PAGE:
The Land is Inhospitable and So Are We | Album Review

By Charlotte Stone 

‘The Land Is Inhospitable And So Are We’ is a poignant and vulnerable exploration of human experience that hits hard – in all the right ways. 

Mitski Miyawaki, known more commonly as Mitski, is an American singer-songwriter connecting to audiences with vulnerable, raw music full of an immense heart and yearning since 2012 with her first self-released album, “Lush”. The 32-year-old tackles complex themes with a mature eye, spanning the experience of a Japanese-American woman through to mental illness, loneliness and struggles in love. 

After declaring her music career over in 2019 and announcing plans to “find another life”, Mitski ended up making a return in 2020 with ‘Laurel Hell’, and has since recorded for the “Everything Everywhere All At Once” soundtrack. Mitski’s albums feel like an intimate, private and heartfelt experience rather than the more typical commercialised music of today, and her latest project is no different. Her vulnerabilities never fail to connect with people, and this is certainly true of, ‘The Land Is Inhospitable and So Are We’.

Despite being the first single, ‘Bug Like An Angel’ remains the star of the show for me amidst the album’s full catalogue. This track puts choral backing vocals to good use, proving time and time again that sometimes less is more. Mitski’s relaxed and stripped vocals are joined with nothing but the slow strum of a guitar and a choir that comes to life only on certain lyrics, a poignant exploration of alcoholism that introduces the mellow atmosphere of ‘The Land Is Inhospitable And So Are We’ perfectly.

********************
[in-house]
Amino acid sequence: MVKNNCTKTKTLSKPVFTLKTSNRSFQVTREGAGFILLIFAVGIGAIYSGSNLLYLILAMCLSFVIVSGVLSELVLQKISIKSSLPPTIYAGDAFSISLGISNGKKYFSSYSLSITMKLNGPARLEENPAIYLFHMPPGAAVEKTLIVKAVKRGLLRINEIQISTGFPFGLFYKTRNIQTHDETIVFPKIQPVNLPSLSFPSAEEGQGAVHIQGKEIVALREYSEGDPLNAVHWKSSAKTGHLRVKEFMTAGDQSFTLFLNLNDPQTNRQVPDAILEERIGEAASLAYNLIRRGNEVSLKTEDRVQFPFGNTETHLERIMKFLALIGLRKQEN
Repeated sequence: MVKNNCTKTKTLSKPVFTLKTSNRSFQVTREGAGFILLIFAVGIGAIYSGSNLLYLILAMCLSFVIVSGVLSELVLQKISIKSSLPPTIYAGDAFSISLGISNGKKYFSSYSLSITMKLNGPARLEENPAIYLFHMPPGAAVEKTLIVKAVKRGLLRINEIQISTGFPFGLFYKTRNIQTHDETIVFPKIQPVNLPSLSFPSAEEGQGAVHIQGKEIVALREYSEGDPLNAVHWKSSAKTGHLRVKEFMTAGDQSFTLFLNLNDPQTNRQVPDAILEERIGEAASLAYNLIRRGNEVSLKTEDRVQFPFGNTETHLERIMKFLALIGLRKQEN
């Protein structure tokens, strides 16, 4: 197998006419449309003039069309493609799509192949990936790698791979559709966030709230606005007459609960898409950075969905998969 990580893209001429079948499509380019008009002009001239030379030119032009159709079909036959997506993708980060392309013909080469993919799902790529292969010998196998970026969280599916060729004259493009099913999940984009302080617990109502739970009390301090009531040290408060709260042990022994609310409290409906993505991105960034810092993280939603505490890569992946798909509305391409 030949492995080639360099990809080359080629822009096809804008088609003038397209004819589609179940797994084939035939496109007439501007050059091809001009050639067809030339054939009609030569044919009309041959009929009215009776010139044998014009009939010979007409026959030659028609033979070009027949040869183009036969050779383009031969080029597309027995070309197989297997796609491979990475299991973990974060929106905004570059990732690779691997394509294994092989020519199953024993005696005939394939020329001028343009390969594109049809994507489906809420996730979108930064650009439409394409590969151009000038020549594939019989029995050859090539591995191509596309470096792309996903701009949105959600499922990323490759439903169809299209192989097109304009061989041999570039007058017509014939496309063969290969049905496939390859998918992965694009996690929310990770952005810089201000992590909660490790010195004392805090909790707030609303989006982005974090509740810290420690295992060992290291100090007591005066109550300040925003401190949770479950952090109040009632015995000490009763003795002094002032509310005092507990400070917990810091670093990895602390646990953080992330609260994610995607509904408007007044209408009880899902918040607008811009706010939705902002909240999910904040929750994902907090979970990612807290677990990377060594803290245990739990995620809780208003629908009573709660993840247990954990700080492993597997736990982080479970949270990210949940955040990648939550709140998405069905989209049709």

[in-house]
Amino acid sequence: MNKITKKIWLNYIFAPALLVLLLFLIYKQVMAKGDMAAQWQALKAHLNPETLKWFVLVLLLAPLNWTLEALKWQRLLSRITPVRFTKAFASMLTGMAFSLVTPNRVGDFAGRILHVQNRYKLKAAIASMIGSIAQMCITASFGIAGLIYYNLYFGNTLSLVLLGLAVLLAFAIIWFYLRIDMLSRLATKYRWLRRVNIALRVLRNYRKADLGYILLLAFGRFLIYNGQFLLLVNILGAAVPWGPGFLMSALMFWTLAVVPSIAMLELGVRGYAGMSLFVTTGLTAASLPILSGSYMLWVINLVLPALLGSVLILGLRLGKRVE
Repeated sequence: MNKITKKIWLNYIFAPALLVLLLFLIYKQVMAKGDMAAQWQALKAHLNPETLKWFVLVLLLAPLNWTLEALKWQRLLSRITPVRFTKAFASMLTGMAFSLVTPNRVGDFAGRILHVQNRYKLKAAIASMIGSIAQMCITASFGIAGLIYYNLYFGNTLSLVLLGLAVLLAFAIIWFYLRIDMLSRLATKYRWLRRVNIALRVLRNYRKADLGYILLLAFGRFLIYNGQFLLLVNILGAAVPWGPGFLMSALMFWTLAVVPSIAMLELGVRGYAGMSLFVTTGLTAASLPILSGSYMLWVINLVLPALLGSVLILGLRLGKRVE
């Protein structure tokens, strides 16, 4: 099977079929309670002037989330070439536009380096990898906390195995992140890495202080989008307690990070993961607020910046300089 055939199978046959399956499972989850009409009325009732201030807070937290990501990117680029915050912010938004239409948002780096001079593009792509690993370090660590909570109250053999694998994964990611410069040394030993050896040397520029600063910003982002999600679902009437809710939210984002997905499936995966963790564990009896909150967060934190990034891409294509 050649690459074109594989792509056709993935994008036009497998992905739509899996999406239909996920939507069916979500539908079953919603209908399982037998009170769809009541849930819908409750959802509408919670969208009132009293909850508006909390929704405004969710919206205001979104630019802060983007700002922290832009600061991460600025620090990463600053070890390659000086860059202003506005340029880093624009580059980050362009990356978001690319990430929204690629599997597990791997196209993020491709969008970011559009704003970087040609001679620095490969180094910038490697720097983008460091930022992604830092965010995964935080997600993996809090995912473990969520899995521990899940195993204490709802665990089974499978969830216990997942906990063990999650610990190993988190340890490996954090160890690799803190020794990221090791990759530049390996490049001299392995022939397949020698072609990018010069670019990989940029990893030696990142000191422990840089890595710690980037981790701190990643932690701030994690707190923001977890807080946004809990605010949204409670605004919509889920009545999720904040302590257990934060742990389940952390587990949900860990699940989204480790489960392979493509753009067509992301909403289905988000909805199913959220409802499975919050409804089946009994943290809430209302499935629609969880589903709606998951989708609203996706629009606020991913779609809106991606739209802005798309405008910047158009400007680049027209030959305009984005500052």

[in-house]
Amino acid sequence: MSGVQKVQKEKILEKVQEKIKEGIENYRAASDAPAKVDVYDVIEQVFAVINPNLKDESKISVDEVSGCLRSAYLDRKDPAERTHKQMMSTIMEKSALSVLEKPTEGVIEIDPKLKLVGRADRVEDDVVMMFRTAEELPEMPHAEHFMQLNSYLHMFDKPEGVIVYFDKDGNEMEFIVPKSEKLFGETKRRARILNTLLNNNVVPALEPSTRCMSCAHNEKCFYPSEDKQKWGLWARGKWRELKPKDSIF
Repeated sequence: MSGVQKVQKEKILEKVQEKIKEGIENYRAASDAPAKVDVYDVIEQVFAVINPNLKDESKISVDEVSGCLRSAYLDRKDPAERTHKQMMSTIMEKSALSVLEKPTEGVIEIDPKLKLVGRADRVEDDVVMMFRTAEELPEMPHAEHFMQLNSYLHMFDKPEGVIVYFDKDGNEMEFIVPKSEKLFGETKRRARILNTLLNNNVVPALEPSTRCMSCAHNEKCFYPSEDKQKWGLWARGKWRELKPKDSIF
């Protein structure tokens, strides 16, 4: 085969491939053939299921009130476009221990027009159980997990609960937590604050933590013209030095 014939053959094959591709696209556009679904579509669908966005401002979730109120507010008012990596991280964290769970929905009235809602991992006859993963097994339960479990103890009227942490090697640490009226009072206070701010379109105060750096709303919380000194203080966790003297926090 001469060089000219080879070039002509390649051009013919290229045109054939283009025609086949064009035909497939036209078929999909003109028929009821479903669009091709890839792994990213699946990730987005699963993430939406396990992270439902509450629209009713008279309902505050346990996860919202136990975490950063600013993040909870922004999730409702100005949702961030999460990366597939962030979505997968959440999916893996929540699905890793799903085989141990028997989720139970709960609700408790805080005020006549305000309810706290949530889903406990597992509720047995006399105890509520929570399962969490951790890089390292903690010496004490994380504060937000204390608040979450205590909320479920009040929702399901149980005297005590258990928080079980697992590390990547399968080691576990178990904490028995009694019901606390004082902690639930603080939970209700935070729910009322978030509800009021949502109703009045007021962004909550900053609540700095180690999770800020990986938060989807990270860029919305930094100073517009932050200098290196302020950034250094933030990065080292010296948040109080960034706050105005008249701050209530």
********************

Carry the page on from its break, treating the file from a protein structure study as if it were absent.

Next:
Mitski demonstrates clever mastery of a vast emotional landscape – from pure and complete love (Star) yearning and loneliness (The Deal) and raw self-reflectiveness (I Don’t Like My Mind), just to name a few. The album’s vibrant, cinematic production complements her light and somewhat angelic voice – perfectly fitting considering the out-of-body experience provoked by some of these tunes, such as ‘Heaven’ (another of my personal favourites) and ‘Star’.

Songs like these transport listeners into a glittery, expansive yearning, while others such as ‘Buffalo Replaced’ are grounding and bring you back down to earth.

Nothing explains Mitski’s vision here than her Spotify description: 

“The best thing I ever did in my life was to love people’, she says… She hopes her newest album… will shine love long after she’s gone. That’s precisely how it feels: like a love that’s haunting the land.” And it’s particularly true that the music feels like viewing the wounds of human life – not just the hope and the love, but all of its “private sorrows and contradictions” too.  

If you’re still feeling some winter blues, this album is definitely the kind that will get you laying on the floor and staring at the ceiling. It’s hard not to feel a little bit melancholic over heartfelt songs filled to the brim with longing, vulnerability and brutal honesty. But it’s a pleasant and gentle melancholy.

It feels like a healthy sadness, a coming-to-terms with such a variety of pains that most people will find something to relate to. 

Mitski’s heartfelt lyricism is poetic and highly metaphorical, utilising figurative language and symbolism to impart meaning. It’s hard not to be immersed in her wit and wistful yearning, with tracks like ‘I’m Your Man’ saying:

“I can feel it gettin’ near

Like flashlights comin’ down the way

One day you’ll figure me out 

I’ll meet judgement by the hounds.” 

‘The Land Is Inhospitable And So Are We’ confronts listeners slowly and subtly, presenting less of a rude awakening and more of a slow, relaxed exploration of tenderness. If you’re looking for something to pump you up, this might not be for you – but if you need an excuse to revel in some sadness and reconnect with your emotions, this latest offering from Mitski is the right fit.